It’s been more than a year since Michael Dyer carried a football for a college team.
The once promising young running back had back-to-back 1,000-yard rushing seasons with Auburn in 2010 and 2011 and won a national championship with the Tigers in 2010.
During that time, however, trouble seemed to follow him wherever he went and it ultimately got him somewhat blackballed from the FBS ranks.
But now he says he wants back in. Dyer has spent the past year at Arkansas Baptist College getting his grades and his mind right. He’s been working out, not playing football, and on Wednesday he joined THV 11’s Mark Edwards to discuss a possible return to the FBS.
“I was asked to sit out a year,” Dyer said on the broadcast. “I was asked to do a lot of changing and maturing to become a better person and a better football player. I spent this whole year doing exactly what I was asked to so that I could reach some of the goals that I knew later that I wanted to do.”
Dyer's past is admittedly checkered. He was kicked off Auburn’s team following the 2011 regular season after he provided a gun to teammates who were involved in an armed robbery. Two of those teammates are currently in jail.
In 2012, Gus Malzahn, the former Auburn offensive coordinator and then coach at Arkansas State, decided to give Dyer a second chance. However, in March 2012, during Dyer’s NCAA-mandated redshirt transfer season, Arkansas State Police stopped him for speeding. A search of Dyer’s vehicle found backpack with a handgun and a substance that appeared to be marijuana. The police officer, Cpl. Royce Denney, turned off the cruiser camera, dumped the substance on the ground and decided to issue Dyer, and a teammate in a separate car, citations for speeding 96 miles per hour in a 70 miles per hour zone. No other charges were filed and the stop was swept under the rug until July when the police contacted Arkansas State to tell the school that it was releasing the video and audio. Dyer was dismissed from the team a day later.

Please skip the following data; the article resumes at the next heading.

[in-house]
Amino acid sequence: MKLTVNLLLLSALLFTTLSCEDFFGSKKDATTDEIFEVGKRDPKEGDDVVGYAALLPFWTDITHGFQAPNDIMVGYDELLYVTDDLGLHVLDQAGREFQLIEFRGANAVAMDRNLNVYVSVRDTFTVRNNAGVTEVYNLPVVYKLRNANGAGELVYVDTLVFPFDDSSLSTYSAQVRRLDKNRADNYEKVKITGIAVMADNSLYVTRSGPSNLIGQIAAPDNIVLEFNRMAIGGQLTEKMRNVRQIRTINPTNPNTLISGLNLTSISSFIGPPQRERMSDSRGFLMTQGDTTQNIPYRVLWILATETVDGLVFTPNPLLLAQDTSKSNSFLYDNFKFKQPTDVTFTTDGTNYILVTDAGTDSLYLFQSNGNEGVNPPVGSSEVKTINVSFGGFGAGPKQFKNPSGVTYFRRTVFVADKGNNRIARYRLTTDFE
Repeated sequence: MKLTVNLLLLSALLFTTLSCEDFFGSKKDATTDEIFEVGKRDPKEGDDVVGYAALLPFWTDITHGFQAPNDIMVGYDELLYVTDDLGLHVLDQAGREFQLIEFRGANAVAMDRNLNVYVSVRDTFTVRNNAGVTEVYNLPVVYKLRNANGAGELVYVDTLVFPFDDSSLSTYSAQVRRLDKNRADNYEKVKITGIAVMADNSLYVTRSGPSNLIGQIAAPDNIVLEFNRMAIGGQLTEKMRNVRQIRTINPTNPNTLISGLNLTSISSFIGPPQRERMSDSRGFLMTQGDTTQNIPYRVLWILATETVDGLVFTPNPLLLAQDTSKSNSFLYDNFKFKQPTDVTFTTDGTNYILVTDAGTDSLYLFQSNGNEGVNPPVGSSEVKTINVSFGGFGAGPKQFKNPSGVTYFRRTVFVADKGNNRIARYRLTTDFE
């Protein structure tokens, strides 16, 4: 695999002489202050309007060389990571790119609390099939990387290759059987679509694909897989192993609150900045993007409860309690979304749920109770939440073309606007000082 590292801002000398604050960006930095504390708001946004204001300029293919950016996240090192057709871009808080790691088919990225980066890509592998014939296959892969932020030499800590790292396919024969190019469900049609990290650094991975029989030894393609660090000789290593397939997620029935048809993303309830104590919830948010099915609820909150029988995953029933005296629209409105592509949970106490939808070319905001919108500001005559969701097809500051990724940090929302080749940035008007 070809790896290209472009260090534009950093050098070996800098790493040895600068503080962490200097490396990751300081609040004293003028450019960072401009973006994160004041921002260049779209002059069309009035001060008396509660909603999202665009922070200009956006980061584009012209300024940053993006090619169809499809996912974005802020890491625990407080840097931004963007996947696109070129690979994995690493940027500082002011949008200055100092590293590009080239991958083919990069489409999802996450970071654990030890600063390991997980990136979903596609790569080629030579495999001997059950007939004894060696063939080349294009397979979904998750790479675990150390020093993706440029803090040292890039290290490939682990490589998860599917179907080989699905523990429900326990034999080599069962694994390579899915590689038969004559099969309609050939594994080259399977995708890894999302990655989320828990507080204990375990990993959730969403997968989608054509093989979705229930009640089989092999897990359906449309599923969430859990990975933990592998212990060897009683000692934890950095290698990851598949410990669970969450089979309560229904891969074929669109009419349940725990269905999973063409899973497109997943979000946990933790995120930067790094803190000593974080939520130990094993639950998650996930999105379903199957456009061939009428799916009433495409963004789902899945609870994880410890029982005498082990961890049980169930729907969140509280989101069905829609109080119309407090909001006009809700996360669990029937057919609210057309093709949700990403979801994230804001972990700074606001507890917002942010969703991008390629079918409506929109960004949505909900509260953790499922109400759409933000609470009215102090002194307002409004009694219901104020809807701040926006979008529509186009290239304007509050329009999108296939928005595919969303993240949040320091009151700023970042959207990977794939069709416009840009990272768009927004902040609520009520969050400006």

“I was 18, I was 19 years old when I was growing up and trying to mature and trying to find ways to get through life and now that I’m 22 and I had a setback and I’ve been through a lot, it makes me mature, it makes me grow, it makes me learn from the things that I did do and know that I shouldn’t have done,” Dyer said. “So now it’s like you got one shot to go back out there and prove to people that you’re on the right track, that you can do this and that you are focused.”
Dyer is set to graduate this spring and become eligible for any team to take a chance. While there are a lot of programs that could use Dyer’s talent, he’s pitching one in particular — Arkansas.
As an Arkansas native, Dyer said he’d love to play for new coach Bret Bielema and be part of helping that program get back on track. In a way, it would be a mutually beneficial relationship as both parties look for fresh starts. But is Bielema — or any coach for that matter — ready to take on a project like Dyer, who has already had two very major strikes.
Malzahn, who is now the head coach at Auburn, tried to be the good guy and give Dyer a chance and he was rewarded with another gun issue and probably several lies. Is another coach willing to take that gamble?
Dyer's talent has never been a question, it’s always been the quality of the man. Is Michael Dyer a different person after having the game stripped from him? We'll find out in a couple weeks when Dyer plans to announce his future destination.
“If I was given the chance, I would definitely do the best that I can for [Arkansas] and for the coaches and for the fans,” Dyer said. “To be able to play at home, I think any kid would love that dream to come back home and start over and play at home. But I’m just, you know, sitting here. I’m going to play it out and I’m going to let God do the rest for me.”
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